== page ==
Category Archives: Self-employed

Early Year-End Tax Planning To Take Advantage Of Possible Tax Reform

Wouldn’t you like to know about early year-end tax planning to take advantage of possible tax reform?

So, why do we think early tax planning is appropriate this year? Actually, with the prospect of major tax reform on the horizon, some strategies can be put into place before the end of the year that can substantially reduce your 2017 tax bill. That would be nice.

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Do I Have to File a Tax Return?

When must I file a tax return by?

Do I have to file a tax return? This is a question many taxpayers ask during this time of year – tax time. The question is far more obsure than people believe. To fully understand, we need to consider that there are times when individuals are REQUIRED to file a tax return, and then there are times when it is to individuals’ BENEFIT to file a return (even if they are not “required” to file). Continue reading

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Childcare Providers Enjoy Special Tax Deductions

Childcare providers, did you know that the tax law provides you with special tax breaks. Daycare tax breaks are not limited to childcare providers only. They also include those who care for the disabled and eldercare providers as well. These daycare tax breaks include deductions for travel, capital purchases, supplies, children’s meals and the business use of your home. Continue reading

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Mid-Year Tax Check: July Tax Deadlines

Are you ready for your mid-year tax check up? No, we are not talking about at your doctor’s office. We are talking about at your tax preparer’s office. You would think July would give you some vacation time from tax deadlines. These tax due dates are fast approaching for July. Continue reading

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Hiring Your Spouse and Providing Health Benefits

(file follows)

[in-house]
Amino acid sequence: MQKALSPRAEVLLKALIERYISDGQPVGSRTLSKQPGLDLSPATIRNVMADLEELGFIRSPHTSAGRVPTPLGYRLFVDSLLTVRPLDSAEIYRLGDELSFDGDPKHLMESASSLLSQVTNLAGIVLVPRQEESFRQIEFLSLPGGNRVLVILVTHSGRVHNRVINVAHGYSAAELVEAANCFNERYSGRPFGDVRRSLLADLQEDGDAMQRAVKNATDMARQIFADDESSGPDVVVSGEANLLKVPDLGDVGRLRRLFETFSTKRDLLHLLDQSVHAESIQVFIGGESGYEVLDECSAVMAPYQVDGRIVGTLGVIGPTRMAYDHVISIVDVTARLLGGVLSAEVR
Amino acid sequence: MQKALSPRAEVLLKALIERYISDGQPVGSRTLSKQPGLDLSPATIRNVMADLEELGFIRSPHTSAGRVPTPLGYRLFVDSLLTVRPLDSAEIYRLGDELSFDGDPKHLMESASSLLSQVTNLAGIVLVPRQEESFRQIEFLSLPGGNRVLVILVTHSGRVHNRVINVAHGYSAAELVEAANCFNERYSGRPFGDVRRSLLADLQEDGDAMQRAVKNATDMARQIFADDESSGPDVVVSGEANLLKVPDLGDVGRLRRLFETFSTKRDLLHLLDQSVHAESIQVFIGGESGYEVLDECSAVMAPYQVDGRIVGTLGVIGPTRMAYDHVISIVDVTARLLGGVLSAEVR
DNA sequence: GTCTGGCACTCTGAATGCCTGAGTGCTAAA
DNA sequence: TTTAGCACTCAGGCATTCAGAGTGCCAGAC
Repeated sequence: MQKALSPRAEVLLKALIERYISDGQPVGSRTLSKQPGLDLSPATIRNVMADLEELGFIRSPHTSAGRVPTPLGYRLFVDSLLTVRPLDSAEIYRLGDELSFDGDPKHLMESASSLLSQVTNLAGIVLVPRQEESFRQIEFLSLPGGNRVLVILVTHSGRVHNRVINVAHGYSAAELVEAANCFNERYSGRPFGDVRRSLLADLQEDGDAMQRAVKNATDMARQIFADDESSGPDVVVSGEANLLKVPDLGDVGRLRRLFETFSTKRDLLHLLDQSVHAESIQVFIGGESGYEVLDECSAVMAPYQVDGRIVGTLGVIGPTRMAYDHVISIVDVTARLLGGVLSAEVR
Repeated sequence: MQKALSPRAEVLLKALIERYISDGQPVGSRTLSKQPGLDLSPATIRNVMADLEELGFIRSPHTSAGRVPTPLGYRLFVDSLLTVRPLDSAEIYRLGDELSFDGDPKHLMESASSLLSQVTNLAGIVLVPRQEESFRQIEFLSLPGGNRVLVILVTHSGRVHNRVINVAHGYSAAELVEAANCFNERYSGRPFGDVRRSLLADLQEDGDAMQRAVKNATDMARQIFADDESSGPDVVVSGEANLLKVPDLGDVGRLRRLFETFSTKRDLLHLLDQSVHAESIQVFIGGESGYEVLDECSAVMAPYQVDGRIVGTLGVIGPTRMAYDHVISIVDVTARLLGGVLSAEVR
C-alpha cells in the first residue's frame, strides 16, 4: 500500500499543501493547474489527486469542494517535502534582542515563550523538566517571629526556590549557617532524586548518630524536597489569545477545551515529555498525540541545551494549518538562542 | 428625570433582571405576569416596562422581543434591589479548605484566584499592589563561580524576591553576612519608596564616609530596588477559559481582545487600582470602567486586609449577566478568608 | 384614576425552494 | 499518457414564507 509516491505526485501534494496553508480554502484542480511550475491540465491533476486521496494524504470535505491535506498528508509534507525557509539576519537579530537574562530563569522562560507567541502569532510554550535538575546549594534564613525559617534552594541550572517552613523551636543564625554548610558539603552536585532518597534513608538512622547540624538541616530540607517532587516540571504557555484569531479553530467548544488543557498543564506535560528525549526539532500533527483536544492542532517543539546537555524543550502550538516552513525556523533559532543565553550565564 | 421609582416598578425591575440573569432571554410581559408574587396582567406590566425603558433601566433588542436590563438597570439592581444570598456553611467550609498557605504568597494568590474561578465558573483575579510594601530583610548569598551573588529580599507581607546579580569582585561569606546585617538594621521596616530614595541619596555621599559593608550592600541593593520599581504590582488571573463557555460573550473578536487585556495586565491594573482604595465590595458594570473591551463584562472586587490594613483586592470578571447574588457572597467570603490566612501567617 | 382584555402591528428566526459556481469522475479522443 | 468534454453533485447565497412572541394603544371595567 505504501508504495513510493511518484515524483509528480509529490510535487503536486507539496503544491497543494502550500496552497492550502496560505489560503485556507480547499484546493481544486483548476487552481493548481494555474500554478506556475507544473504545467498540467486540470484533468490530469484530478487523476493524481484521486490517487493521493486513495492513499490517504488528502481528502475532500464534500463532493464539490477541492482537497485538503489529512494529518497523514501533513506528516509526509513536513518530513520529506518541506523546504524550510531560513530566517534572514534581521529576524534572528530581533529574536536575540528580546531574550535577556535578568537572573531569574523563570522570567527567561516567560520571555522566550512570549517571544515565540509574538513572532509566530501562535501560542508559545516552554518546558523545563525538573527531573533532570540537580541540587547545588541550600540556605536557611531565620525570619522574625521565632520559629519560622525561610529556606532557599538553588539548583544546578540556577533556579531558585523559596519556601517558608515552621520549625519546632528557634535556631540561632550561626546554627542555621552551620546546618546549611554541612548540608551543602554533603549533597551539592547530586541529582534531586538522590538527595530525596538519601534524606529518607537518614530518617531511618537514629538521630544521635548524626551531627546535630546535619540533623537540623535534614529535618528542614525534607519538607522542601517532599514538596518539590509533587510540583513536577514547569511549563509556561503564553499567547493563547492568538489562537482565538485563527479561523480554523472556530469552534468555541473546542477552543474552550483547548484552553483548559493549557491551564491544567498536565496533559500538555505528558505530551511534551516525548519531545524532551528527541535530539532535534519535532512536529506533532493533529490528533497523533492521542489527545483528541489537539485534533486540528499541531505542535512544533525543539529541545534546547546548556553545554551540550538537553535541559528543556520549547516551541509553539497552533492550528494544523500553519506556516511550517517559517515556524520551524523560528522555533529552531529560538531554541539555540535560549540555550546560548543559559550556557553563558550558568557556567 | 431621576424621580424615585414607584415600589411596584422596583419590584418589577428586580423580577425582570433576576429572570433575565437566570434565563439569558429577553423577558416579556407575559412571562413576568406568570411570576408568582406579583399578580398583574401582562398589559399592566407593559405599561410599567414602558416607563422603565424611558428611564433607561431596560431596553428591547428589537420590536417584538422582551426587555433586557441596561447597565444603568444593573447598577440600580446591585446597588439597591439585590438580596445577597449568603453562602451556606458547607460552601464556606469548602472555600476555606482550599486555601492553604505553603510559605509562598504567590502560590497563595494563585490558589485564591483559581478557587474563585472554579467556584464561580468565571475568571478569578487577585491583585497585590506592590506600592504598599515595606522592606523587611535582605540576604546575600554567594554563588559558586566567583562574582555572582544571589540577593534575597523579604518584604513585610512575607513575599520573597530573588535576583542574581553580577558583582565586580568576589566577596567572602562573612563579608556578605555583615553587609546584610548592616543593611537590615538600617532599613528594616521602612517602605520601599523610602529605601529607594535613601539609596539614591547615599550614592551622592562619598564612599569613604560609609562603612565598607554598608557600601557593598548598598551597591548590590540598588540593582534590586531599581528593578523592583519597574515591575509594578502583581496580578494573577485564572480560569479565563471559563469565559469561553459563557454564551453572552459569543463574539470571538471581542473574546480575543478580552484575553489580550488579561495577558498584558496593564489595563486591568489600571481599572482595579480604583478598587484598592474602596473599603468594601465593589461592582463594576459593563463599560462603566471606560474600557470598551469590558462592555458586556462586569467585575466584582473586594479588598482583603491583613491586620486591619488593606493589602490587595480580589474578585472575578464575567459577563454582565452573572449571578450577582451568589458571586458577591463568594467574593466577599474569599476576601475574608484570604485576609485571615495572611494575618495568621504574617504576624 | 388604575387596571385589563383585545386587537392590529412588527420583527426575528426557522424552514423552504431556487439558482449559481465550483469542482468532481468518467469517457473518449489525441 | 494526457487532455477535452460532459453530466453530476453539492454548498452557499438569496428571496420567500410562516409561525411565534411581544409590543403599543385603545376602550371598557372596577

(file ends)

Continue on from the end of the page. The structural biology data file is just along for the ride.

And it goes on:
By: Cindy Toran, MBA, BA

hiring your spouseHave you ever thought of hiring your spouse? If you did, should you provide them with health insurance?

There are potential advantages and disadvantages to formally hiring your spouse if you own a small business as a sole proprietor or single-member LLC. Keep in mind that you can only do so if he or she plays a bona fide role in providing services to your business, such as office work or marketing.

The disadvantage to hiring your spouse is that it may result in added employment tax filing (such as FICA, Medicare, but not FUTA). However, this also reduces taxable income.

Advantages to Hiring Your Spouse

  • Your spouse is able to build up Social Security benefits.
  • Reduction in self-employment tax for sole proprietor (15.3% up to $117,000 earnings for 2014). However, 50% of the amount paid reduces the Adjusted Gross Income (AGI). This could impact other tax deductions.
  • Your spouse can be provided health insurance coverage that includes all family members (including the sole proprietor).

NOTE: This can be a significant advantage. If you are hiring your spouse as your only employee, this will provide the maximum benefit. This fringe benefit will reduce both income tax and self-employment tax.

Here is how the last advantage works for hiring your spouse. There is a 100% tax deduction for the following medical expenses for the employee and family (including the employer’s spouse):

  • Health insurance premiums
  • Uninsured medical, dental and vision care expenses
  • Other deductible benefits, such as premiums for term life insurance up to $50K, accident and disability.